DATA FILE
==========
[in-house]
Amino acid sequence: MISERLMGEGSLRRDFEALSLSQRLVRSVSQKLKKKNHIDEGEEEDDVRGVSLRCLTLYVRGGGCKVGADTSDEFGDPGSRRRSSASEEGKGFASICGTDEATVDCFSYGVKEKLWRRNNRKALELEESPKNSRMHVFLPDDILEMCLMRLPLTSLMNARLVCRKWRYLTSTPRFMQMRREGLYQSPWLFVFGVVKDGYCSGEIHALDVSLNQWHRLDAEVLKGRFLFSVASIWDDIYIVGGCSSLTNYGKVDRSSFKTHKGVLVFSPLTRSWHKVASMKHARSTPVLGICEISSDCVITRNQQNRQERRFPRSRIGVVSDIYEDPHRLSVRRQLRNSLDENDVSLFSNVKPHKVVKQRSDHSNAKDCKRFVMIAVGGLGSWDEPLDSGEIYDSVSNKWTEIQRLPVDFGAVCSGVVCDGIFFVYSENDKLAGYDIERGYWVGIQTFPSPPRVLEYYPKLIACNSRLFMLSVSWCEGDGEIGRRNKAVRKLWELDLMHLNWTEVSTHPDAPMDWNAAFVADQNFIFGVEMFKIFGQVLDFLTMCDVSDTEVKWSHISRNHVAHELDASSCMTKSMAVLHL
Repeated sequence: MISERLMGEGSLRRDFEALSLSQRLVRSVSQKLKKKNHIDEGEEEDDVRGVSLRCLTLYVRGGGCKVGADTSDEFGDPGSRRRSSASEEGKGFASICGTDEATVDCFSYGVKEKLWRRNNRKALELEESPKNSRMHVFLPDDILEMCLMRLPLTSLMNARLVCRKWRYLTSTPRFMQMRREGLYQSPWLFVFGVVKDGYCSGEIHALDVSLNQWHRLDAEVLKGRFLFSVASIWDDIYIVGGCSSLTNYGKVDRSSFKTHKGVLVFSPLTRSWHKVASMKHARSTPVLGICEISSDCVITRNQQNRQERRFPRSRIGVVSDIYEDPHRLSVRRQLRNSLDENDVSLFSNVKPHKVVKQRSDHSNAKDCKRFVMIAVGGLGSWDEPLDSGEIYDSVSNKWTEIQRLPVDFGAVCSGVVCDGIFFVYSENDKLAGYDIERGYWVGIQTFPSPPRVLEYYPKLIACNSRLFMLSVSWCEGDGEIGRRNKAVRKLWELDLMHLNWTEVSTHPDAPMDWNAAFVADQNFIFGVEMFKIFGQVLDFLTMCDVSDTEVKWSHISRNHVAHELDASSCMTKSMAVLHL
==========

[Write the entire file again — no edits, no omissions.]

[in-house]
Amino acid sequence: MISERLMGEGSLRRDFEALSLSQRLVRSVSQKLKKKNHIDEGEEEDDVRGVSLRCLTLYVRGGGCKVGADTSDEFGDPGSRRRSSASEEGKGFASICGTDEATVDCFSYGVKEKLWRRNNRKALELEESPKNSRMHVFLPDDILEMCLMRLPLTSLMNARLVCRKWRYLTSTPRFMQMRREGLYQSPWLFVFGVVKDGYCSGEIHALDVSLNQWHRLDAEVLKGRFLFSVASIWDDIYIVGGCSSLTNYGKVDRSSFKTHKGVLVFSPLTRSWHKVASMKHARSTPVLGICEISSDCVITRNQQNRQERRFPRSRIGVVSDIYEDPHRLSVRRQLRNSLDENDVSLFSNVKPHKVVKQRSDHSNAKDCKRFVMIAVGGLGSWDEPLDSGEIYDSVSNKWTEIQRLPVDFGAVCSGVVCDGIFFVYSENDKLAGYDIERGYWVGIQTFPSPPRVLEYYPKLIACNSRLFMLSVSWCEGDGEIGRRNKAVRKLWELDLMHLNWTEVSTHPDAPMDWNAAFVADQNFIFGVEMFKIFGQVLDFLTMCDVSDTEVKWSHISRNHVAHELDASSCMTKSMAVLHL
Repeated sequence: MISERLMGEGSLRRDFEALSLSQRLVRSVSQKLKKKNHIDEGEEEDDVRGVSLRCLTLYVRGGGCKVGADTSDEFGDPGSRRRSSASEEGKGFASICGTDEATVDCFSYGVKEKLWRRNNRKALELEESPKNSRMHVFLPDDILEMCLMRLPLTSLMNARLVCRKWRYLTSTPRFMQMRREGLYQSPWLFVFGVVKDGYCSGEIHALDVSLNQWHRLDAEVLKGRFLFSVASIWDDIYIVGGCSSLTNYGKVDRSSFKTHKGVLVFSPLTRSWHKVASMKHARSTPVLGICEISSDCVITRNQQNRQERRFPRSRIGVVSDIYEDPHRLSVRRQLRNSLDENDVSLFSNVKPHKVVKQRSDHSNAKDCKRFVMIAVGGLGSWDEPLDSGEIYDSVSNKWTEIQRLPVDFGAVCSGVVCDGIFFVYSENDKLAGYDIERGYWVGIQTFPSPPRVLEYYPKLIACNSRLFMLSVSWCEGDGEIGRRNKAVRKLWELDLMHLNWTEVSTHPDAPMDWNAAFVADQNFIFGVEMFKIFGQVLDFLTMCDVSDTEVKWSHISRNHVAHELDASSCMTKSMAVLHL